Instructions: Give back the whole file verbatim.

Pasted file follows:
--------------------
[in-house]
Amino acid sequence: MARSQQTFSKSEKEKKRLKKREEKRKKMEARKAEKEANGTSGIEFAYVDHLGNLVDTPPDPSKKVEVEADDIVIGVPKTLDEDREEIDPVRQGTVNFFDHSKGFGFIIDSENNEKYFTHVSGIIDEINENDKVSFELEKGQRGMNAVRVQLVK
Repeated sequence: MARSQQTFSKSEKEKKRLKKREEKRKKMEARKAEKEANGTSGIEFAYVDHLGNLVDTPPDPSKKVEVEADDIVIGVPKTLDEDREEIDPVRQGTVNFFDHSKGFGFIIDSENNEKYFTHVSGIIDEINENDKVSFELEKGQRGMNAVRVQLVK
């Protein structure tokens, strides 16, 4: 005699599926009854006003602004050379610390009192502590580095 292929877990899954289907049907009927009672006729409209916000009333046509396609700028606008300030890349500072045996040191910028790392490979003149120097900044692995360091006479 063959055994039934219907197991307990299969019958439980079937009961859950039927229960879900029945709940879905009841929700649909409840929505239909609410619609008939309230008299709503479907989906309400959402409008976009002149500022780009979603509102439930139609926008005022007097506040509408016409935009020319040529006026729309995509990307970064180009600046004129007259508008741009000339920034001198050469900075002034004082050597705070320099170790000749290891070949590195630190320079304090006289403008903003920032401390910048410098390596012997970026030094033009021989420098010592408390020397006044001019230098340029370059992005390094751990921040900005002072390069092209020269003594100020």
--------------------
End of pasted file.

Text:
[in-house]
Amino acid sequence: MARSQQTFSKSEKEKKRLKKREEKRKKMEARKAEKEANGTSGIEFAYVDHLGNLVDTPPDPSKKVEVEADDIVIGVPKTLDEDREEIDPVRQGTVNFFDHSKGFGFIIDSENNEKYFTHVSGIIDEINENDKVSFELEKGQRGMNAVRVQLVK
Repeated sequence: MARSQQTFSKSEKEKKRLKKREEKRKKMEARKAEKEANGTSGIEFAYVDHLGNLVDTPPDPSKKVEVEADDIVIGVPKTLDEDREEIDPVRQGTVNFFDHSKGFGFIIDSENNEKYFTHVSGIIDEINENDKVSFELEKGQRGMNAVRVQLVK
């Protein structure tokens, strides 16, 4: 005699599926009854006003602004050379610390009192502590580095 292929877990899954289907049907009927009672006729409209916000009333046509396609700028606008300030890349500072045996040191910028790392490979003149120097900044692995360091006479 063959055994039934219907197991307990299969019958439980079937009961859950039927229960879900029945709940879905009841929700649909409840929505239909609410619609008939309230008299709503479907989906309400959402409008976009002149500022780009979603509102439930139609926008005022007097506040509408016409935009020319040529006026729309995509990307970064180009600046004129007259508008741009000339920034001198050469900075002034004082050597705070320099170790000749290891070949590195630190320079304090006289403008903003920032401390910048410098390596012997970026030094033009021989420098010592408390020397006044001019230098340029370059992005390094751990921040900005002072390069092209020269003594100020």